The Reverse ETL Won’t Save You

Reverse ETLs have quickly become a popular tool for marketing, mostly because everyone is starting to take our advice. But really, centralizing your zero- and first-party data is a must in today’s modern data stack, and the warehouse-first architecture is quickly becoming the favored approach for data-driven organizations. So much so that Customer Data Platforms (CDPs) are starting to shift their focus to becoming Customer Data Infrastructure (CDIs) instead. 

What is Reverse ETL?

In a nutshell, a Reverse ETL (Reverse Extract, Transform, and Load) is a data-integration tool to get customer data out of your data warehouse (e.g. Snowflake, BigQuery, Redshift) and copied into your favorite SaaS platform(s). When you combine a CDI and a Reverse ETL, you effectively have the building blocks for a homegrown CDP, but with more security and a reduced cost.

For marketers, think of Reverse ETL as the evolution of Unica or SAS into the cloud. You can see how we designed MessageGears Segment to replace your legacy segmentation software to enhance the modern data stack.

While Reverse ETLs aren’t limited to just marketing, sales and support are also great use cases, having a Reverse ETL capability and process will be crucial for companies leveraging the modern data stack. With the decline of third-party data as native advertising starts turning to the “Conversion APIsmodel, using a Reverse ETL makes it very easy to get first-party data to advertising channels. 

Limitations of Reverse ETL

We recently read a solution story where a Reverse ETL helped solve a customer engagement platform data-sync problem. In short, a marketing team had trouble syncing all 5 million of their customer records from Snowflake to Iterable every day, so they turned to RudderStack’s Reverse ETL functionality to help them batch their data to Iterable instead. While we applaud our friends at RudderStack for finding a solution to Iterable’s constraints, we still have some general concerns with the overall model.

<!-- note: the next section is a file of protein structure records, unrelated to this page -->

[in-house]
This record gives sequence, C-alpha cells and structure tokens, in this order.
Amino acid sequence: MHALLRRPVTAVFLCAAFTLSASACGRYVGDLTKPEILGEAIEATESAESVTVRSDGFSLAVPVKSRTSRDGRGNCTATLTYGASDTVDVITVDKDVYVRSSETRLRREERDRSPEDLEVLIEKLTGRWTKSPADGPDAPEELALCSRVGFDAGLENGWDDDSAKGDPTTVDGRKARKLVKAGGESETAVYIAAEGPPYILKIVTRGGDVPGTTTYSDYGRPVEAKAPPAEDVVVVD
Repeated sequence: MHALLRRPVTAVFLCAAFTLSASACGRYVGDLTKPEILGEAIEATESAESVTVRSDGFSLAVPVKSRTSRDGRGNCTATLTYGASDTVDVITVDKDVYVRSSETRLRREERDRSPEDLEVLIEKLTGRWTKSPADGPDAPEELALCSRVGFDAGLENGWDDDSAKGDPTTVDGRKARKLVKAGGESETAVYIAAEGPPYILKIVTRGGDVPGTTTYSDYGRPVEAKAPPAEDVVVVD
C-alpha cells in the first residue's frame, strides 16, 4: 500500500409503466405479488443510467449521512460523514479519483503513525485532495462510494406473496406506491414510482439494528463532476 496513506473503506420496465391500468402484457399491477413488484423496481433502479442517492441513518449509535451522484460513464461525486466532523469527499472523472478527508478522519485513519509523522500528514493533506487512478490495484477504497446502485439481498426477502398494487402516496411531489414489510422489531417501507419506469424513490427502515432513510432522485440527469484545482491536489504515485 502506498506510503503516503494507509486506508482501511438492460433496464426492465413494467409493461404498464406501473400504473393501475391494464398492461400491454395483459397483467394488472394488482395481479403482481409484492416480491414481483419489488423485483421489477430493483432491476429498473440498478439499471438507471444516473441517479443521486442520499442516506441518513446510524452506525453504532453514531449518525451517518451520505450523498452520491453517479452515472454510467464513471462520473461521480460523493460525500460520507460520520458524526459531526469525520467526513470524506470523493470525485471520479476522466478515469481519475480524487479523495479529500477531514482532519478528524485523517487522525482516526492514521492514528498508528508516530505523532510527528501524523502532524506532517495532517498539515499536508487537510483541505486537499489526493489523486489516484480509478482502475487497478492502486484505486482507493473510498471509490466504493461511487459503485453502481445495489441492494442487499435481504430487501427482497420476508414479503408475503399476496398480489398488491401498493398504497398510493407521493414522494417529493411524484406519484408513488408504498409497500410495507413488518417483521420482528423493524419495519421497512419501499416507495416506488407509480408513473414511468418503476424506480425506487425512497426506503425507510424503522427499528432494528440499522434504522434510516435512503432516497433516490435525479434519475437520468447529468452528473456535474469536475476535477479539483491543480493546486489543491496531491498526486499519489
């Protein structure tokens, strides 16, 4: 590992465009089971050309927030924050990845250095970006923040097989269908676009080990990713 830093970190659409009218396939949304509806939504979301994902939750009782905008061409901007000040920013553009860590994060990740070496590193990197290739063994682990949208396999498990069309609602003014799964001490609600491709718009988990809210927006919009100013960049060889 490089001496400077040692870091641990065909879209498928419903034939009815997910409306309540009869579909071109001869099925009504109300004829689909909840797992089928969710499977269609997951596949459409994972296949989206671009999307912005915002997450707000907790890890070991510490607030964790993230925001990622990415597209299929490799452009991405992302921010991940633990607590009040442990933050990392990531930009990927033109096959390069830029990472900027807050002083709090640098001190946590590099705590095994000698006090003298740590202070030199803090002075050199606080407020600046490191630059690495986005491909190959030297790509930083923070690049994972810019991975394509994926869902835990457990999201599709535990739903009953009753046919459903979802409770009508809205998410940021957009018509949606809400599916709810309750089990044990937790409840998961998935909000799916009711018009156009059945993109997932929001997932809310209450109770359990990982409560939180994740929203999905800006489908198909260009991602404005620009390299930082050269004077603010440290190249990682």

Syncing data will always be a pain

While this is how most SaaS providers work, we don’t think it should be, especially for large brands and enterprise companies. Being forced to sync data from Snowflake to your SaaS marketing cloud provider means the following:

Limited Data Observability

The health and state of your customer data is invisible to you in an external platform.

Reduced Data Security

You introduce your customer data to further risk by letting providers keep it.

Duplicated Data Storage

You’re paying more for your provider to store your duplicated data.


Not to mention, it takes a lot of time and resources to manage SaaS application APIs, especially when you’re using different providers and aren’t taking advantage of a single cross-channel solution. While Reverse ETLs might make this easier for many, it will still struggle to perform for companies that have millions of customers and behavioral events, especially when you’re trying to sync from your data warehouse to a platform that limits the number of API calls.